Your Loved Ones and Your Addiction: How Family and Friends Can Help

Addiction can be extremely alienating. The stigma behind it has created a demographic of people who suffer in silence, afraid of being judged by those closest to them. People who, in fact, wish to seek treatment but do not because of the worry that their loved ones will reject them due to their illness.

Telling one’s family about their addiction, however, can be the best start to getting help with recovery and healing. It can create a support system to add to the toolbox that one is going to have to create when they choose to no longer partake of their self medication of choice.

Said support system can be formed in many ways: family only, friends only, some family and some friends. It’s up to the individual to choose who to open up to, who feels safest and actually confide in them.

To have a support system that has a solid foundation can absolutely be a game-changer in one’s life. One who is battling addiction will need the strongest foundation possible. A safety net and concrete foundation to there should be the first two floors in their “House of Help,”  which should ideally be comprised of the people they love and care about most, who love and care about them, and those who are not associated with the addiction itself. From that foundation built out of trust, their toolbox can be fast filled with other ways to cope during the recovery process that is tailored to suit, such as cognitive behavioral therapy, talk therapy, medication, and more. That foundation can be used to prevent relapse, to offer a sounding board during times where one’s outlook is bleak, and even as a way to strengthen the bonds between the individual and their loved ones. One no longer has to suffer alone and alienated.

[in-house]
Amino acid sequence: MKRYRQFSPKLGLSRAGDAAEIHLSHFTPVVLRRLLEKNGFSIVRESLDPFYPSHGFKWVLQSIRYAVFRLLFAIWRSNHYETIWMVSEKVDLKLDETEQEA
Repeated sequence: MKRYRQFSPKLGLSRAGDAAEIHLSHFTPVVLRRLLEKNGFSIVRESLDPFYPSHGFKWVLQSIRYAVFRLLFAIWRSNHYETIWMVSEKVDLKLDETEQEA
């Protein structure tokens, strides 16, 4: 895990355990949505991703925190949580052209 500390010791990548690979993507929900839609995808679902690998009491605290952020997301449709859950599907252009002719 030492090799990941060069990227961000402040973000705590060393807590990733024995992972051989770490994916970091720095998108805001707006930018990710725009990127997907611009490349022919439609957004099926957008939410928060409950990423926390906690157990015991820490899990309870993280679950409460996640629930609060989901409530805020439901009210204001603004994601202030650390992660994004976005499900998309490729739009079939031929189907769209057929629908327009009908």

This act of confiding in family and friends does not need to be shameful. It does not need to be apologetic. It can be strong, loud, and if the individual so chooses, it can be a point of pride that they are seeking help and trusting those they love the most.

Addiction recovery should not be viewed as a low point in the individual’s life where they’re climbing back up from rock bottom, which is a common misconception. Surrounded by support, that individual can stake their claim, instead,  on the summit that comes from what can seem like the mountainous journey through recovery, with all the pride that comes from healing more and more every day.